My husband’s job is also fairly flexible. We’ve got our schedule – for now – worked out to where the boys only spend about 4-6 hours every weekday without one of us. Would they be fine if they were in a quality daycare eight hours a day without seeing us? Of course.
But while we’ve cobbled together this schedule for their benefit, let’s face it – it’s also about me. I feel like a successful mom when I’m an active part of their lives. And how a person feels in her personal life bleeds into her professional life.
My family will (and should) always come first. But it’s also important to me that I am good at my job. When I’m at work now, I can concentrate fully on my work, without worrying or feeling guilty that I’m missing the Mommy Breakfast at my son’s school.
So that part is institutional. More employers need to join the 21st century (like mine has) and help their employees – the vast majority of whom are part of families – move toward greater work/life balance. In a recent Rex Huppke work advice column (which is here, but you need a digital subscription to the Chicago Tribune to read it) Huppke noted:
Rather than be content to simply have a job in a bad economy, these young people (millennials) are demanding a sense of purpose in their work and the ability to strike a reasonable work-life balance.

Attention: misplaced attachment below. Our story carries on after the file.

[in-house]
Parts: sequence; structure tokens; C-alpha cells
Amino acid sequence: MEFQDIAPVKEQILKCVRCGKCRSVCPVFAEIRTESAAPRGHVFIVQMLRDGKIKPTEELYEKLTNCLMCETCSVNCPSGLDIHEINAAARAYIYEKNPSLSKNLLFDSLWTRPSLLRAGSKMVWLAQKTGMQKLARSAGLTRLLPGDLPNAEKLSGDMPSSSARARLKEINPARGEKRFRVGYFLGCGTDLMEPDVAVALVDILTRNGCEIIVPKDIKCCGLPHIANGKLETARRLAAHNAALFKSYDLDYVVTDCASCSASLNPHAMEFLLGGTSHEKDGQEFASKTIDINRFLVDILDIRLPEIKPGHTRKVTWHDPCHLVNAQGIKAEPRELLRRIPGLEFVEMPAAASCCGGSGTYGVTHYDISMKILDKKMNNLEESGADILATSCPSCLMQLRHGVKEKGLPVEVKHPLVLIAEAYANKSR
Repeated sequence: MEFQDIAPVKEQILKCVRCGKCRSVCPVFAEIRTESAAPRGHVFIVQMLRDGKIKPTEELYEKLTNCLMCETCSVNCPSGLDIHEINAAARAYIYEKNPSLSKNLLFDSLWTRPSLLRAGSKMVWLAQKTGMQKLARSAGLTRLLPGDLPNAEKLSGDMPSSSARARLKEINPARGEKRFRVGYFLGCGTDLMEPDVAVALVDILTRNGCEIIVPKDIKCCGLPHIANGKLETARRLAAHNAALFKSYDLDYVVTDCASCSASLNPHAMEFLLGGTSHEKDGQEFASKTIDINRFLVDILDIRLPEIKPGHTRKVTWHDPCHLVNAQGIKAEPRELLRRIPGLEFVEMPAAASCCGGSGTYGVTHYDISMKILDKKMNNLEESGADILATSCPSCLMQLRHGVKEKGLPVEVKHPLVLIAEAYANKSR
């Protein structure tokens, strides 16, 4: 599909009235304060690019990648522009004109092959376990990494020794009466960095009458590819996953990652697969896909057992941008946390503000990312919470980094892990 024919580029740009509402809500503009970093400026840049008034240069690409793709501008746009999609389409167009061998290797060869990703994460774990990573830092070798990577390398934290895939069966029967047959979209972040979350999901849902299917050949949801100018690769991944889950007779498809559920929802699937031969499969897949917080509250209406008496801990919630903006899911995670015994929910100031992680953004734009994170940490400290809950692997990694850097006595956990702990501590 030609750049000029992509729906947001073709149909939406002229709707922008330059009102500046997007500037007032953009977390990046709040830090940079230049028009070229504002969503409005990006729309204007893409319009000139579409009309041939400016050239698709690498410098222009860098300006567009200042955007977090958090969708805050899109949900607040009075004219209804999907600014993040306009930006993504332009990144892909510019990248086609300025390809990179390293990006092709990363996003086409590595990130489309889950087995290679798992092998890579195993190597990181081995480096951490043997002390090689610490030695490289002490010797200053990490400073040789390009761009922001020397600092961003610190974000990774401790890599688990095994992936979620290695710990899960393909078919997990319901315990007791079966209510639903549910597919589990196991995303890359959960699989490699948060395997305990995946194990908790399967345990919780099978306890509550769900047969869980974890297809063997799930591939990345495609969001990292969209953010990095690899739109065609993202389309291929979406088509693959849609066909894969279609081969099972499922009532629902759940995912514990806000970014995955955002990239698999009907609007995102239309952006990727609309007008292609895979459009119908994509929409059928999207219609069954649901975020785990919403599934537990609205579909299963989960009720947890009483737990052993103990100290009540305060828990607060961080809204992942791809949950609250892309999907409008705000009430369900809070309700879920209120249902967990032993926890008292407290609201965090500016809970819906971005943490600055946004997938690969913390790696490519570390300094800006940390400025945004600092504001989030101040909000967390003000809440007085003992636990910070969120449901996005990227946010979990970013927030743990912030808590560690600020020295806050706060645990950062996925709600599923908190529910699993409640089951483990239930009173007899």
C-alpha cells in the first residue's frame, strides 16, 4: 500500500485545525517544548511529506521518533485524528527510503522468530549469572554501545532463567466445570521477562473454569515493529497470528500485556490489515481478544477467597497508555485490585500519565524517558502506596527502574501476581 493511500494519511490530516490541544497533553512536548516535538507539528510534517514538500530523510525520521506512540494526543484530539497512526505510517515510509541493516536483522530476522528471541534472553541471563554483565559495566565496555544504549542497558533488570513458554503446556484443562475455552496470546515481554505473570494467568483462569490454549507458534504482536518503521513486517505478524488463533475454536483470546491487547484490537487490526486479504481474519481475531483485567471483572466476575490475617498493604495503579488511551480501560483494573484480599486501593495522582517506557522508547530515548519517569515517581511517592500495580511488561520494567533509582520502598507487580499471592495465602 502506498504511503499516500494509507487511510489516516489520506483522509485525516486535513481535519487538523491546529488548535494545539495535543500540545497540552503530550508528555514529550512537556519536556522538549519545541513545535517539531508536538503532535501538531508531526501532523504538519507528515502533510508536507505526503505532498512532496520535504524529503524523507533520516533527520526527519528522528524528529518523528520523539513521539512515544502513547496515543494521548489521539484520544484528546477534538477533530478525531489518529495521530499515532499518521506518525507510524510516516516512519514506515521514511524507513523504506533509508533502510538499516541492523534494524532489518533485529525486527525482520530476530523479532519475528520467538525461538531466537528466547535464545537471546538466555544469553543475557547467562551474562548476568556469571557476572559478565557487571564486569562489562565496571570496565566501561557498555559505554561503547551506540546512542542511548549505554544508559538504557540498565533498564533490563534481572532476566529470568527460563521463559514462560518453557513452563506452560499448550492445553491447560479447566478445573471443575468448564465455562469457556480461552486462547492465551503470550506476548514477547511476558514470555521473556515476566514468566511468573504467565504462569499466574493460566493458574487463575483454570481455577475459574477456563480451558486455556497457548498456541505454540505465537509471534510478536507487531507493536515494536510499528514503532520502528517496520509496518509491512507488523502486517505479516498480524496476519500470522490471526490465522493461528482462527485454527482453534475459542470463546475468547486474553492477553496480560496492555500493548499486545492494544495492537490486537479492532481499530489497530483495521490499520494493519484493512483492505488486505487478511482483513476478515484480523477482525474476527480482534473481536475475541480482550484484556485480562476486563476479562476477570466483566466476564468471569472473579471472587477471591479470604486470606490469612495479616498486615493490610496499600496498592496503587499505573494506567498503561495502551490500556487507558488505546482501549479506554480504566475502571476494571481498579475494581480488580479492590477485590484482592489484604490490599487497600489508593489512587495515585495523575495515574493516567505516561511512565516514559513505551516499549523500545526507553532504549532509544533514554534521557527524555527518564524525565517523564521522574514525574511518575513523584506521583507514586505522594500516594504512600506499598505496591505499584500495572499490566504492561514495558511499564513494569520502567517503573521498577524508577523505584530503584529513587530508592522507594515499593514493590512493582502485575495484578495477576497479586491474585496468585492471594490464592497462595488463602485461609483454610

I don’t know if, at 30, I qualify as a millennial but I absolutely agree with the sentiment. Huppke goes on to quote a couple of field experts, who say millennials look for jobs that offer “flexible schedules and work-from-home options that ensure a work/life balance” among other things. Yes and yes.
And one more telling quote from that article:
Jim John, chief operating officer at beyond.com, said it’s a mistake for companies to view millennials as disloyal. They take charge of their own careers – for their own good, the good of their families and, given the generation’s heightened social consciousness, the good of the world around them.
“This generation has a real objective or sense that ‘I have to manage my career,'” John said. “‘I have to take control of it and be responsible. Employers are pressed, and they hire and lay off indiscriminately. So I have to be responsible to me, and to my family.'”
Not everyone has the luxury of choosing a job with these kind of benefits – but they should.
The other thing that has made a difference for me is being married to someone who sees me as a an equal partner – not a nanny/chef/housekeeper. I’m not saying our 8-year marriage is perfect, or that we don’t argue about whose turn it is to load the dishwasher. We have our faults like everyone does. But our professional goals are on an equal level of importance, and we both want to do what’s best for our family. My husband didn’t “let” me choose to work. We make the best decisions we can together, and if one of us ever needed to stay home with the boys, that would be a joint decision, too. Marriage is a partnership and it is work.
The upside of all the hand-wringing and benevolent condescension is at least the problems are being talked about. Twitchy or not, I’ll probably keep reading those stories and writing a few of my own, in the hopes that a national dialogue accomplishes much by the time my kids are parents.